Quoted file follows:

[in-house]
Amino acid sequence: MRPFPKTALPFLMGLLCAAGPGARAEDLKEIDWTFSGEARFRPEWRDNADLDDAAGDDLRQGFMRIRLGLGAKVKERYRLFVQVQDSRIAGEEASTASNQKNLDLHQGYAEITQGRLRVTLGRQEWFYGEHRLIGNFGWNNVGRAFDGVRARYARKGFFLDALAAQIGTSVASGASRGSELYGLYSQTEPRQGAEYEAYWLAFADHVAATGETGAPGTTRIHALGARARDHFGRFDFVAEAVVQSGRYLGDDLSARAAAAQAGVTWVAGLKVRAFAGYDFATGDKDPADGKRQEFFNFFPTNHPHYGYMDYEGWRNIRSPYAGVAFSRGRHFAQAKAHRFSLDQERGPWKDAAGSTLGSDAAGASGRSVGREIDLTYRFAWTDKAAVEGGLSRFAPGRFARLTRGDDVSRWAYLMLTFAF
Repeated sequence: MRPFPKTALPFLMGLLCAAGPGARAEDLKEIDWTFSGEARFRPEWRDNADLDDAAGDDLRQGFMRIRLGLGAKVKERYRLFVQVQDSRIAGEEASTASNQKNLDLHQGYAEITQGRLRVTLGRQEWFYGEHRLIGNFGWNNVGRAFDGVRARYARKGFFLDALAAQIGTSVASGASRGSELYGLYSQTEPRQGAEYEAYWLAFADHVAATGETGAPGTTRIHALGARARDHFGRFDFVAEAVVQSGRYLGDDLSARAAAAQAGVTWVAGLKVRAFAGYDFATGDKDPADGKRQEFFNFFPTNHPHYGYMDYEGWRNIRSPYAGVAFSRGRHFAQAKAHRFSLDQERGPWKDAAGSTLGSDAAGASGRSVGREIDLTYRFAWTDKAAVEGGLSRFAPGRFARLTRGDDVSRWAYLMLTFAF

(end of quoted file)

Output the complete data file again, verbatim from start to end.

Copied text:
[in-house]
Amino acid sequence: MRPFPKTALPFLMGLLCAAGPGARAEDLKEIDWTFSGEARFRPEWRDNADLDDAAGDDLRQGFMRIRLGLGAKVKERYRLFVQVQDSRIAGEEASTASNQKNLDLHQGYAEITQGRLRVTLGRQEWFYGEHRLIGNFGWNNVGRAFDGVRARYARKGFFLDALAAQIGTSVASGASRGSELYGLYSQTEPRQGAEYEAYWLAFADHVAATGETGAPGTTRIHALGARARDHFGRFDFVAEAVVQSGRYLGDDLSARAAAAQAGVTWVAGLKVRAFAGYDFATGDKDPADGKRQEFFNFFPTNHPHYGYMDYEGWRNIRSPYAGVAFSRGRHFAQAKAHRFSLDQERGPWKDAAGSTLGSDAAGASGRSVGREIDLTYRFAWTDKAAVEGGLSRFAPGRFARLTRGDDVSRWAYLMLTFAF
Repeated sequence: MRPFPKTALPFLMGLLCAAGPGARAEDLKEIDWTFSGEARFRPEWRDNADLDDAAGDDLRQGFMRIRLGLGAKVKERYRLFVQVQDSRIAGEEASTASNQKNLDLHQGYAEITQGRLRVTLGRQEWFYGEHRLIGNFGWNNVGRAFDGVRARYARKGFFLDALAAQIGTSVASGASRGSELYGLYSQTEPRQGAEYEAYWLAFADHVAATGETGAPGTTRIHALGARARDHFGRFDFVAEAVVQSGRYLGDDLSARAAAAQAGVTWVAGLKVRAFAGYDFATGDKDPADGKRQEFFNFFPTNHPHYGYMDYEGWRNIRSPYAGVAFSRGRHFAQAKAHRFSLDQERGPWKDAAGSTLGSDAAGASGRSVGREIDLTYRFAWTDKAAVEGGLSRFAPGRFARLTRGDDVSRWAYLMLTFAF